VicPol Corporate

Gang life can present a seemingly glamorous lifestyle for some young people.

Despite the violence, the perceived social status of being involved in a gang can be appealing – particularly for marginalised and socially disconnected young people. Joining a youth gang for some young people can often be the outcome of wider social failings in a young person’s life.

We know that youth gang members are more likely to have experienced family violence, come from fragmented family structures, live in socio-economically disadvantaged communities and/or are seeking protection from abusive family members or local bullies1.

As a result, many youth gang members display a lack of social development. This development gap can affect their capacity for empathy and can minimise their ability to understand how their delinquent behaviour impacts others.

A youth gang can also be a form of escapism or association – a break from their everyday routines that provides connections and a sense of purpose not fulfilled elsewhere.

Victoria Police understands these risk factors and is determined to work with our partners to create the early interventions that curb youth gangs before they even form.

Youth gang members thrive on building a reputation for themselves and their gang as being ruthless and feared. This enhances their gang status as well as a means of self-identity with the group and the perceived protection that goes with being associated.

Detective Sergeant, Regional Operations

Harm to our community

Youth gangs cause significant harm to our broader community who are often the victims of youth gang-associated threats, crime, and violence.

The often visible and episodic nature of offending by youth gangs has torn at our community’s feelings of safety. Our community should feel confident to enjoy the public places, events, and amenities of our state, without fear caused by the unlawful behaviour of others.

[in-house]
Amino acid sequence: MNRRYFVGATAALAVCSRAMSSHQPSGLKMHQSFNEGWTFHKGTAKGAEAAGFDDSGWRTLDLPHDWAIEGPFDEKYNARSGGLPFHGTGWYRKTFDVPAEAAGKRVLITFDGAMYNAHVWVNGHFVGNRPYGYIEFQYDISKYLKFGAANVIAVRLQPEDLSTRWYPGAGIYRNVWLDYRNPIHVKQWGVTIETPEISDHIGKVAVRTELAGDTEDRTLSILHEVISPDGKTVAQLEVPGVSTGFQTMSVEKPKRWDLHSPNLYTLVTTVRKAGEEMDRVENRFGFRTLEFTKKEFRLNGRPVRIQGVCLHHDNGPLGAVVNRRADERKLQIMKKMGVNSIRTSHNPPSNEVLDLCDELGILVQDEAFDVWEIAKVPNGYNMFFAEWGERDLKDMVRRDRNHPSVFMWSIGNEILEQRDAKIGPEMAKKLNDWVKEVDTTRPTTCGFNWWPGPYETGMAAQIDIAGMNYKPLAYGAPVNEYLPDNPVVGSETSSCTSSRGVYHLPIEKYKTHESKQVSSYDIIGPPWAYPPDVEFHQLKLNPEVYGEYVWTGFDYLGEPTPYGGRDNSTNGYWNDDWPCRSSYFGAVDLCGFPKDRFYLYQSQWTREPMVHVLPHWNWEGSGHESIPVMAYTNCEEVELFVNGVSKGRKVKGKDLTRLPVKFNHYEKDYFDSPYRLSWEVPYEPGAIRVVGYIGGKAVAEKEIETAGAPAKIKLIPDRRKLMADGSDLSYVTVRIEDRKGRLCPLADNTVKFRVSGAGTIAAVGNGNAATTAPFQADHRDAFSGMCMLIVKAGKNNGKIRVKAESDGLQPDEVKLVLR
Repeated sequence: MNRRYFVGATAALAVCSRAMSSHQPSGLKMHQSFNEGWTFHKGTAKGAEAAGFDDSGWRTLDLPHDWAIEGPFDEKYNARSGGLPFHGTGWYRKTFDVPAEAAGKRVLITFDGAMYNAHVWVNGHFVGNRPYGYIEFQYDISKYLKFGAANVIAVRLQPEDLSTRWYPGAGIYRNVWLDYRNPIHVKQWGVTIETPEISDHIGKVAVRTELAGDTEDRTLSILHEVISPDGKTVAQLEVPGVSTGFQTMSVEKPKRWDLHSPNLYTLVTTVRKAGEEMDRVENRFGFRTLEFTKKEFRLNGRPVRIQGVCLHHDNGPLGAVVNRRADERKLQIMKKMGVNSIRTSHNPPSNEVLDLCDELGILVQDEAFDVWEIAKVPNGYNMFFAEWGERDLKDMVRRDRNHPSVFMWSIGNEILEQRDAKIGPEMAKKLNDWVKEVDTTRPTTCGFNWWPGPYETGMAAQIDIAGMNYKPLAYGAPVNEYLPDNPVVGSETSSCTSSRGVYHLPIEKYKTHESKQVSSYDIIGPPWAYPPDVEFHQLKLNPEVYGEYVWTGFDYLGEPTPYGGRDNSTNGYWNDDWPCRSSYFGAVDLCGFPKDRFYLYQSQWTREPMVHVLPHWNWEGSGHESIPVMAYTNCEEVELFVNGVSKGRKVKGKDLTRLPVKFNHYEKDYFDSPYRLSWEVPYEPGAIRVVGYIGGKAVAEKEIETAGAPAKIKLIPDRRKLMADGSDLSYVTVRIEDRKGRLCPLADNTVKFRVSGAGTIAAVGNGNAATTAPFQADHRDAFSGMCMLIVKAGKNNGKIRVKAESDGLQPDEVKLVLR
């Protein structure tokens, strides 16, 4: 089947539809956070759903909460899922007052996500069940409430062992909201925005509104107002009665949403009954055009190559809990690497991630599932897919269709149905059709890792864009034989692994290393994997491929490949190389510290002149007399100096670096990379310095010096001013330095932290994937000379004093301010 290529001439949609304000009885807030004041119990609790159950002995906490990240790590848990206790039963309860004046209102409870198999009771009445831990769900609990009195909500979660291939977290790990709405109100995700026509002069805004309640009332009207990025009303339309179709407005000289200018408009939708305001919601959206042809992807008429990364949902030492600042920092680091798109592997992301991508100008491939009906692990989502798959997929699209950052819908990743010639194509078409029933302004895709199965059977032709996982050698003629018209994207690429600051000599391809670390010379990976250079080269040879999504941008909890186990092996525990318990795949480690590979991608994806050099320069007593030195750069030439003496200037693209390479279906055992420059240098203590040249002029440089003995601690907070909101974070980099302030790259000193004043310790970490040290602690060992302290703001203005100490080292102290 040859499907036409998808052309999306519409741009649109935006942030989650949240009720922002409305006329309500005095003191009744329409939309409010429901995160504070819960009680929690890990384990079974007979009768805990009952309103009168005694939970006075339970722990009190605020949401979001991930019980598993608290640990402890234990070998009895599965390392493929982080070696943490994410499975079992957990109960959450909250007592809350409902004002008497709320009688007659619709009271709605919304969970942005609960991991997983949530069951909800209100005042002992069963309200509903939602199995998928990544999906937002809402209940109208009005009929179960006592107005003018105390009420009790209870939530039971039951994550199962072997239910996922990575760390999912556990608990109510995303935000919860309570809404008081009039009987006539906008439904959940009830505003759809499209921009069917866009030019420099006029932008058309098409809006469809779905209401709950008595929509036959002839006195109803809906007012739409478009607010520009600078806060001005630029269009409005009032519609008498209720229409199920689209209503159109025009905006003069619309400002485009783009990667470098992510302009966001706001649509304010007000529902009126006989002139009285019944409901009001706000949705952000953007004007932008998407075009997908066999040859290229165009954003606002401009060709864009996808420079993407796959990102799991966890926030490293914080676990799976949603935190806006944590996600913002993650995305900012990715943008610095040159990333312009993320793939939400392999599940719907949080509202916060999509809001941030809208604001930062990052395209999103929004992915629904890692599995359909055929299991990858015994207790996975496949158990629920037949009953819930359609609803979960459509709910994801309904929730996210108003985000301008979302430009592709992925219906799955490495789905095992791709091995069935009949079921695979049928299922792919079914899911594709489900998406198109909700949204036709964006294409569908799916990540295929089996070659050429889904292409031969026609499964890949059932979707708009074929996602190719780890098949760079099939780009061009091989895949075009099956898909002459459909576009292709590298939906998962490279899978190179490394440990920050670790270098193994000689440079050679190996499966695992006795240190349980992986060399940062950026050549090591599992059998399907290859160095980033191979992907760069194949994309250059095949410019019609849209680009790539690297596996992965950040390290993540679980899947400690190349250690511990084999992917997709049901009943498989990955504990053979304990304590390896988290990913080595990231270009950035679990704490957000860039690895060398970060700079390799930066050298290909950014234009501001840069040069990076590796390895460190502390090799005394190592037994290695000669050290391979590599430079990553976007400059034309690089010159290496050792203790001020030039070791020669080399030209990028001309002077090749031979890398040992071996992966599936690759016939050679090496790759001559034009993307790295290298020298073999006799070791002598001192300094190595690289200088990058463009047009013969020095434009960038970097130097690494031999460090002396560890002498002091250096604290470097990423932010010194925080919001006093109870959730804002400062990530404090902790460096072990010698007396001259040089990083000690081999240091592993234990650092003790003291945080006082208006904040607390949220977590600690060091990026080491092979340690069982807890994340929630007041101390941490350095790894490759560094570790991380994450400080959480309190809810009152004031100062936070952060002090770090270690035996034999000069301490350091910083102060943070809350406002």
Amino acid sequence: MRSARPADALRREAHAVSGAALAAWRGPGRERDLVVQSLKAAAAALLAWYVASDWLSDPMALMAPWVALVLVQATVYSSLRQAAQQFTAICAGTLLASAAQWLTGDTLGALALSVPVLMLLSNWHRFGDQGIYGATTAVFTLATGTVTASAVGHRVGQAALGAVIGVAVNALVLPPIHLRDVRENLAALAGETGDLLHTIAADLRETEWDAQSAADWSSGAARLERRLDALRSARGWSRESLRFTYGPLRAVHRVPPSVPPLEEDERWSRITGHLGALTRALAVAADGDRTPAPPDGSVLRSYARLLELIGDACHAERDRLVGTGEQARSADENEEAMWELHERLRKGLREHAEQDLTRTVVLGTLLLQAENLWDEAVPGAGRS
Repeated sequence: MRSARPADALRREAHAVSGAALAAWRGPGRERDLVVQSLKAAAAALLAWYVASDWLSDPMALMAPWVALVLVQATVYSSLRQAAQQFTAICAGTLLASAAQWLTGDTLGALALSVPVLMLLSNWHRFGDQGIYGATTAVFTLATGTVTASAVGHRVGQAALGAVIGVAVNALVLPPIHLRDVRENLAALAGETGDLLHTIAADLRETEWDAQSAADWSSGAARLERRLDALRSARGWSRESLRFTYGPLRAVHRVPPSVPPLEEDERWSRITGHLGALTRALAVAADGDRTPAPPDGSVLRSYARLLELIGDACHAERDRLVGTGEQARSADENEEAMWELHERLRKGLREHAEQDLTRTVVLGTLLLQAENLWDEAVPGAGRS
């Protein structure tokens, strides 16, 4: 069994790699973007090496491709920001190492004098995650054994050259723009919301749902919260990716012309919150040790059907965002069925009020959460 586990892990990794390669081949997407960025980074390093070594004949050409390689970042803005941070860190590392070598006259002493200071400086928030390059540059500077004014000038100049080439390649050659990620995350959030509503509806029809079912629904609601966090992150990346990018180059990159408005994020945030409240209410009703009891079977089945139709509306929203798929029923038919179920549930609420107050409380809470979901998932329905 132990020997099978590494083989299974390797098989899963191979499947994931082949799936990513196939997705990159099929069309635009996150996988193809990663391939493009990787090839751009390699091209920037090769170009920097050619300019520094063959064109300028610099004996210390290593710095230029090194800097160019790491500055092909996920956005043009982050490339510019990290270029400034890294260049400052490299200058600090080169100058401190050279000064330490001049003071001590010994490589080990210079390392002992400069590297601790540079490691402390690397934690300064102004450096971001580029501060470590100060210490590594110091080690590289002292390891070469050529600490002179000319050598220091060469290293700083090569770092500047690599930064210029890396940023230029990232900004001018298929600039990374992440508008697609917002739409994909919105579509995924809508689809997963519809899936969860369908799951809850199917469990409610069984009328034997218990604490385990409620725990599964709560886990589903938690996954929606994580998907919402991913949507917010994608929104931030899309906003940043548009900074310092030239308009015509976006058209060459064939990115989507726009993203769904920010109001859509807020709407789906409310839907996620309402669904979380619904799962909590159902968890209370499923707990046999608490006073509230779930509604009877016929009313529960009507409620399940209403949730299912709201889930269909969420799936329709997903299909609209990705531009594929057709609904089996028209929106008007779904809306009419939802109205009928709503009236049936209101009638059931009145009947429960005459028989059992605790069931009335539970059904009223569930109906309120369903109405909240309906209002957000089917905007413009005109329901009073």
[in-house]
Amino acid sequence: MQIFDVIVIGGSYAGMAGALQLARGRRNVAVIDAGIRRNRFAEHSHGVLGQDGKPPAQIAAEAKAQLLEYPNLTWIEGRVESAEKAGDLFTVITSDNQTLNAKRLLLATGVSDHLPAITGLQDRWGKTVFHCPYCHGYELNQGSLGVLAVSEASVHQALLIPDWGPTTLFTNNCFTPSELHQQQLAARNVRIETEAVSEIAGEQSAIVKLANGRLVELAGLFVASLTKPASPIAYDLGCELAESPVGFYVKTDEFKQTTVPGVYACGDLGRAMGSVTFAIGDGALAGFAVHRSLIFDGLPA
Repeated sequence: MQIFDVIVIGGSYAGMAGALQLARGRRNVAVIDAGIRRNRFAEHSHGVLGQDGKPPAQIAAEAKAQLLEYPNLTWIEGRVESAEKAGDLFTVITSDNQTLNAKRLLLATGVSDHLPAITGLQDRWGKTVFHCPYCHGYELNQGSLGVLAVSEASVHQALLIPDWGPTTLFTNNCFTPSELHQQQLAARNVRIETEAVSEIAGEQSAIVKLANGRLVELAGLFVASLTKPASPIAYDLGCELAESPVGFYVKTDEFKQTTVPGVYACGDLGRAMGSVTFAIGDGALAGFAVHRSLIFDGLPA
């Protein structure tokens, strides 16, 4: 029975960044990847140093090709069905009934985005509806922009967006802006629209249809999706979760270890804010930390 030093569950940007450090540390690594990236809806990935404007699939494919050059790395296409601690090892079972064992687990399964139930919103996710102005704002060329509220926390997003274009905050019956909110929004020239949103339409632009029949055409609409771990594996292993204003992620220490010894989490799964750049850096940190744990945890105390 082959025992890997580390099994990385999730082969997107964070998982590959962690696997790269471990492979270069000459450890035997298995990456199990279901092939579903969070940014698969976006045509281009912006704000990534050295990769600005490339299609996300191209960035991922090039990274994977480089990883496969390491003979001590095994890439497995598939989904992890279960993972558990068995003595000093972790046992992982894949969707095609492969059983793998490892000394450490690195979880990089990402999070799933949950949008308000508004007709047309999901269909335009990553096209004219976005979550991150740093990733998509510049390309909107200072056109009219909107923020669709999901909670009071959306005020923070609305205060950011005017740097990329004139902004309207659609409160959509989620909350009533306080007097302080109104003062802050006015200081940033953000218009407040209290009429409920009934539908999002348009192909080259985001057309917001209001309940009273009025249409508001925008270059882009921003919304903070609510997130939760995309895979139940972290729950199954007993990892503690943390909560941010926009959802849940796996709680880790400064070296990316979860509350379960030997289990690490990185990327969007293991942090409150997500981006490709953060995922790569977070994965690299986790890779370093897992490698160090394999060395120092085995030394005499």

Youth gang activity, such as engagement in fights, drug use and theft from stores can also have significant economic impacts on local traders and consumers.

Harms from youth gang activity can include:

  • fear in the community
  • damage to property (vandalism)
  • retail thefts
  • vehicle thefts
  • assaults and affrays
  • robberies and armed robberies
  • burglaries and aggravated burglaries
  • the cost of law enforcement and criminal justice, including policing, courts, and prison.

Harm to the individual

Some of the most serious harms from youth gangs are experienced by members themselves.

Exposure to crime and violence at an early age has a socially toxic effect – on families, communities, and the individual, particularly in relation to self-esteem, fear, school performance, building trusting relationships and in some cases, becoming entrenched in the criminal justice system2.

The risk-taking behaviour encouraged by youth gang activities increases the likelihood of members being victims of violence or theft, the target of rival youth gangs, or assaulted whilst under the influence of drugs or alcohol3.

Victoria Police knows that there is rapid escalation into serious and violent offending amongst these groups. We know that gang members are more commonly carrying and are prepared to use knives, particularly in gang conflict4.

We are determined to intervene before this type of behaviour becomes endemic to their lives.

Once indoctrinated into the gang, many youths have unfortunately disengaged from their families and school, whilst totally embracing the gang culture. Their loyalty to the gang transcends everything else.

Detective Sergeant, Regional Operations


1 White, Rob. Youth Gangs, violence, and social respect: Exploring the nature of provocations and punch-ups. Hampshire: Palgrave Macmillan, 2013.
2 White, Rob, Youth Gangs, Violence and Anti-Social Behaviour, Australian Research Alliance for Children & Youth, 2007. https://www.aracy.org.au/publications-resources/command/download_file/i…External Link
3 Wu, Jun and Pyrooz, David.C., (2016). “Uncovering the Pathway Between Gang Membership and Violent Victimization,” Journal of Quantitative Criminology 32, no.4 (2016): 531-5., https://doi.org/10.1007/s10940-015-9266-5External Link
4 Stakeholder consultation, 14/06/2022

Reviewed 27 July 2023

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